Do bad roads cause a tyre to bulge? I don't think so.

After using tubeless tyres on 5 different cars from Maruti to Accord, I have yet to see any bulge on any of their tyres. Some of these cars have been on extremely bad roads including the JVLR before it was concreted (?) and places such as Akkalkot which have been without roads for as long as I can remember.

And I have seldom been gentle. I even managed to slightly damage the rim of my Nano's rear right on the Nashik highway one night. But no tyre bulge.

Also MRF offers warranty on tyres only in case of a bulge. If bad roads and harsh driving caused them, MRF would never offer a warranty for the same.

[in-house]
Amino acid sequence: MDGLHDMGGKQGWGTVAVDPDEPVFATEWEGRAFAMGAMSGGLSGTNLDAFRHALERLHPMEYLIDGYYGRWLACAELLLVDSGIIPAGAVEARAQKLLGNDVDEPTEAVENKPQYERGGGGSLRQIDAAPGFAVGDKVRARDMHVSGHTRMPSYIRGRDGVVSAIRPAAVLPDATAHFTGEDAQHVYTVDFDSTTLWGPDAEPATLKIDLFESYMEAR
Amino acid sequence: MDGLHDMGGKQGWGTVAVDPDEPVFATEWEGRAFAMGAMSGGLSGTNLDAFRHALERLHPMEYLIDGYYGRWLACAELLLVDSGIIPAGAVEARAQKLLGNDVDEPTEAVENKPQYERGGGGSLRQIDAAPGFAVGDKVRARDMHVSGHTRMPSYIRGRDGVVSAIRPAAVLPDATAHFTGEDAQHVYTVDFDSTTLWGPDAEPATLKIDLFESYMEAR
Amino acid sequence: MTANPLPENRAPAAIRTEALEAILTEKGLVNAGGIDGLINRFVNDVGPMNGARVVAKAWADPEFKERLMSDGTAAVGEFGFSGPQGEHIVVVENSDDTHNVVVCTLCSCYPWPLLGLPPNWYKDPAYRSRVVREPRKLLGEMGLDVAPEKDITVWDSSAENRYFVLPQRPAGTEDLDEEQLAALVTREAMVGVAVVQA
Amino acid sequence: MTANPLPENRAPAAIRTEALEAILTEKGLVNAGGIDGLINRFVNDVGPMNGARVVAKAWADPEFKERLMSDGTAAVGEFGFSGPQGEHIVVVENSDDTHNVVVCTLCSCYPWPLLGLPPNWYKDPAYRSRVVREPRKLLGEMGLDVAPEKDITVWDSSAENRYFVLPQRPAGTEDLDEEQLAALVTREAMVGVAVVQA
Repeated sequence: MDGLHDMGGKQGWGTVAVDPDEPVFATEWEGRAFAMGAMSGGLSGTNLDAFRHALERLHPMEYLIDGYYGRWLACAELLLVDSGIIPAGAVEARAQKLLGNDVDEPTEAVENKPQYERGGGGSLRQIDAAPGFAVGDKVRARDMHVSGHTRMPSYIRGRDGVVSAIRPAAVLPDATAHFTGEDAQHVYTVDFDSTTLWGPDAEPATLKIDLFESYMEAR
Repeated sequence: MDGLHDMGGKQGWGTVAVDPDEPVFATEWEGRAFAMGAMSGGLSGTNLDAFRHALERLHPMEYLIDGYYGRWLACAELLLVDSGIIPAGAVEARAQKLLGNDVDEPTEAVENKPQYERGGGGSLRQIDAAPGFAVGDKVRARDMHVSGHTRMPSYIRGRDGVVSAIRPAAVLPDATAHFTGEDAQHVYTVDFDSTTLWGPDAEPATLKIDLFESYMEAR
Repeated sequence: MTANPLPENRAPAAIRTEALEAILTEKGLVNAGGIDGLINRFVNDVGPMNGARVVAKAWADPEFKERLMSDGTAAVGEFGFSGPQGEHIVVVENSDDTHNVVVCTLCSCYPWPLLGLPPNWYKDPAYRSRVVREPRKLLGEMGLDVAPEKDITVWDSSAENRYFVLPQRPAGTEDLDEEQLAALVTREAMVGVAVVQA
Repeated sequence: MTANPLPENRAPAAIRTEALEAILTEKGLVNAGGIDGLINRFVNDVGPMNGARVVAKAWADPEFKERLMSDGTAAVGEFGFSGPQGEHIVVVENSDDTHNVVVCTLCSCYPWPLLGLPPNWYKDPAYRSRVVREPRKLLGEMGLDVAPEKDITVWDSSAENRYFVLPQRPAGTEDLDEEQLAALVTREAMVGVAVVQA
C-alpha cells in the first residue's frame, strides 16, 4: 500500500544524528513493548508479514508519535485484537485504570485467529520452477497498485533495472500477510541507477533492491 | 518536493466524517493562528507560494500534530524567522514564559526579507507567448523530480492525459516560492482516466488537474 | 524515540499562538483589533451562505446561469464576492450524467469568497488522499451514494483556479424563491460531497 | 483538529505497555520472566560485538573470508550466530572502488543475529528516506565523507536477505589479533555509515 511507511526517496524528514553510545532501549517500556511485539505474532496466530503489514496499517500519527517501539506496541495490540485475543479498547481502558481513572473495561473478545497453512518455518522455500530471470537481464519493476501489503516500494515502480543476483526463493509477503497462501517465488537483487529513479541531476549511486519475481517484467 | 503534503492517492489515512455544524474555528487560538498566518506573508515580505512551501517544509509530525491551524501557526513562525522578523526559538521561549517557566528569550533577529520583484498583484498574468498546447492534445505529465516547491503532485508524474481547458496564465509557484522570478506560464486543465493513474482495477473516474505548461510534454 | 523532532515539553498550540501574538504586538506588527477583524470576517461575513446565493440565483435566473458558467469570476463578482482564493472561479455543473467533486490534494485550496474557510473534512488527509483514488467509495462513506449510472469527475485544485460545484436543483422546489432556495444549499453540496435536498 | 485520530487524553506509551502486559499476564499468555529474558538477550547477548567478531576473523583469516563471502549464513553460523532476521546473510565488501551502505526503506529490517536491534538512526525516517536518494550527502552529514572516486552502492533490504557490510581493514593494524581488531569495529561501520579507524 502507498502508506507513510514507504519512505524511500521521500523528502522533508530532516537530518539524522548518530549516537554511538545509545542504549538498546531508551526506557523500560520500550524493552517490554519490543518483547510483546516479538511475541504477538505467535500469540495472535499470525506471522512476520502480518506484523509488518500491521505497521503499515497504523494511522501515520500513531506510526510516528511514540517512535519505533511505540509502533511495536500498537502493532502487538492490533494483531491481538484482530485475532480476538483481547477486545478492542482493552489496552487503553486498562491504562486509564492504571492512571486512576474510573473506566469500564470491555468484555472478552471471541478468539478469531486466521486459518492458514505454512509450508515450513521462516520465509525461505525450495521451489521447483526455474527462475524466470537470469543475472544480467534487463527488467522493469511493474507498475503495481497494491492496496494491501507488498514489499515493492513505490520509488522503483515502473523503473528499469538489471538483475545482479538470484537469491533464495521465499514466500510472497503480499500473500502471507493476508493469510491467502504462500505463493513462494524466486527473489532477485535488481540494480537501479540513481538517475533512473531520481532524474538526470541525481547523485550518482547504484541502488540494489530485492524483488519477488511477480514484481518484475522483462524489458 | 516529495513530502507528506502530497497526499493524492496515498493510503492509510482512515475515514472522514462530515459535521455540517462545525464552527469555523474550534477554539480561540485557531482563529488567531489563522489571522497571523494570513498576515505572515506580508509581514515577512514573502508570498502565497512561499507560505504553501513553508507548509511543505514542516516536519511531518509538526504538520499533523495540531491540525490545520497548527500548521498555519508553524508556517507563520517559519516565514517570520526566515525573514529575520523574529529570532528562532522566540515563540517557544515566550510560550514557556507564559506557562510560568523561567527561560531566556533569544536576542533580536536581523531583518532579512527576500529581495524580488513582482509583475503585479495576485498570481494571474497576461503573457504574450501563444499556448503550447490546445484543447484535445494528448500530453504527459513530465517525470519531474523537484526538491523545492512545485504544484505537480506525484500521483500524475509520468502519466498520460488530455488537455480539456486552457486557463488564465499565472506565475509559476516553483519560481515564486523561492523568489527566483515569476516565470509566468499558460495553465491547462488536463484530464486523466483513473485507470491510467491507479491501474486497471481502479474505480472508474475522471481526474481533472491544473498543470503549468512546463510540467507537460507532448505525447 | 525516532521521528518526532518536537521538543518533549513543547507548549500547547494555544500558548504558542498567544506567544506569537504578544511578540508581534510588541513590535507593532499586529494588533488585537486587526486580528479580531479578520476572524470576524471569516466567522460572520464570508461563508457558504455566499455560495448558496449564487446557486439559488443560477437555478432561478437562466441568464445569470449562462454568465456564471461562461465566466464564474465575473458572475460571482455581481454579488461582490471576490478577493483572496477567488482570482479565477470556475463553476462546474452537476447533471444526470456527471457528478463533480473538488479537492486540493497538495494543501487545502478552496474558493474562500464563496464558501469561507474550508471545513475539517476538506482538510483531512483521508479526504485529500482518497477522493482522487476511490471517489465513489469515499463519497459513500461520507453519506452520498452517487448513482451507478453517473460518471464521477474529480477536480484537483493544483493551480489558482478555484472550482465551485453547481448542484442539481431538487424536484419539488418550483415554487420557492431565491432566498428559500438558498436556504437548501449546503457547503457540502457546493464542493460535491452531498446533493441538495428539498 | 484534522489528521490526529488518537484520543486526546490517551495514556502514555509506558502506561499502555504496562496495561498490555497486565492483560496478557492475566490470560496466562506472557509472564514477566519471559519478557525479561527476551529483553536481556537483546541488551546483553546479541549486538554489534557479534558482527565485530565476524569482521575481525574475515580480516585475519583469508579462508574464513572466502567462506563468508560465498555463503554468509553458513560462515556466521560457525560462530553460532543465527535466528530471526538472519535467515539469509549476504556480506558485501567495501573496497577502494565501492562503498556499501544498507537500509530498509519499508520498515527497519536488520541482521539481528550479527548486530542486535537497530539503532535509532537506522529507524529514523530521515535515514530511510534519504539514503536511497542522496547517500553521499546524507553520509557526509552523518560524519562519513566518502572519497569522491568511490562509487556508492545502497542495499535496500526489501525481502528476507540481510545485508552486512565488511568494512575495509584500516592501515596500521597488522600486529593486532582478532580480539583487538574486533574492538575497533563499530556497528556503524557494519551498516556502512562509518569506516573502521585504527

So all evidence points to manufacturing defect as the only source of a tyre bulge. Or if the car was unused and not driven for months together causing tyres to deform.
With regular touring tyres which are in a high profile (based on the cars you named) you will most probably never encounter bulges or bubbles. Its only in lower profile tyres, with a softer compound, which are susceptible to bulges due to the lower sidewall height.